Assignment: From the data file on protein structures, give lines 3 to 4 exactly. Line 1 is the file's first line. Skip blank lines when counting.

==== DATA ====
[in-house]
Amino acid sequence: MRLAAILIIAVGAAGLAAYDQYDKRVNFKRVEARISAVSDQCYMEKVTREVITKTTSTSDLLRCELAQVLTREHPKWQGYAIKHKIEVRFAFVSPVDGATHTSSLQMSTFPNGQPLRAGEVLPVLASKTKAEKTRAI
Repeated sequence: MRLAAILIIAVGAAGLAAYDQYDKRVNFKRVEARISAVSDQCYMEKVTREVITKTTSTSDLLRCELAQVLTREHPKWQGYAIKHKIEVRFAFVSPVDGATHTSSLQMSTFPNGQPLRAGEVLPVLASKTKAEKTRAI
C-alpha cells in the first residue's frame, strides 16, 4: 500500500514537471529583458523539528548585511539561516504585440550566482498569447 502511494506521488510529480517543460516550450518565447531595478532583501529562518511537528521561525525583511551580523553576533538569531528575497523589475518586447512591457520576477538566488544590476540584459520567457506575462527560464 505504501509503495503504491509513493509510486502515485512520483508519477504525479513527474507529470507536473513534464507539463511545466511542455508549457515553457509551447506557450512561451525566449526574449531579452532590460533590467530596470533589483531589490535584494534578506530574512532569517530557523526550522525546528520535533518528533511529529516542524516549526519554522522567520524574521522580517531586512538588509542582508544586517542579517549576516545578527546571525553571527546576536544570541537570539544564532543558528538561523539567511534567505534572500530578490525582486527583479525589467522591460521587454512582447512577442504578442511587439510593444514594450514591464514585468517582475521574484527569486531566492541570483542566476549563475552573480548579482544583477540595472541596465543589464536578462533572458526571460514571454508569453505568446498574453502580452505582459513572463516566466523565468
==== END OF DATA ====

Repeated sequence: MRLAAILIIAVGAAGLAAYDQYDKRVNFKRVEARISAVSDQCYMEKVTREVITKTTSTSDLLRCELAQVLTREHPKWQGYAIKHKIEVRFAFVSPVDGATHTSSLQMSTFPNGQPLRAGEVLPVLASKTKAEKTRAI
C-alpha cells in the first residue's frame, strides 16, 4: 500500500514537471529583458523539528548585511539561516504585440550566482498569447 502511494506521488510529480517543460516550450518565447531595478532583501529562518511537528521561525525583511551580523553576533538569531528575497523589475518586447512591457520576477538566488544590476540584459520567457506575462527560464 505504501509503495503504491509513493509510486502515485512520483508519477504525479513527474507529470507536473513534464507539463511545466511542455508549457515553457509551447506557450512561451525566449526574449531579452532590460533590467530596470533589483531589490535584494534578506530574512532569517530557523526550522525546528520535533518528533511529529516542524516549526519554522522567520524574521522580517531586512538588509542582508544586517542579517549576516545578527546571525553571527546576536544570541537570539544564532543558528538561523539567511534567505534572500530578490525582486527583479525589467522591460521587454512582447512577442504578442511587439510593444514594450514591464514585468517582475521574484527569486531566492541570483542566476549563475552573480548579482544583477540595472541596465543589464536578462533572458526571460514571454508569453505568446498574453502580452505582459513572463516566466523565468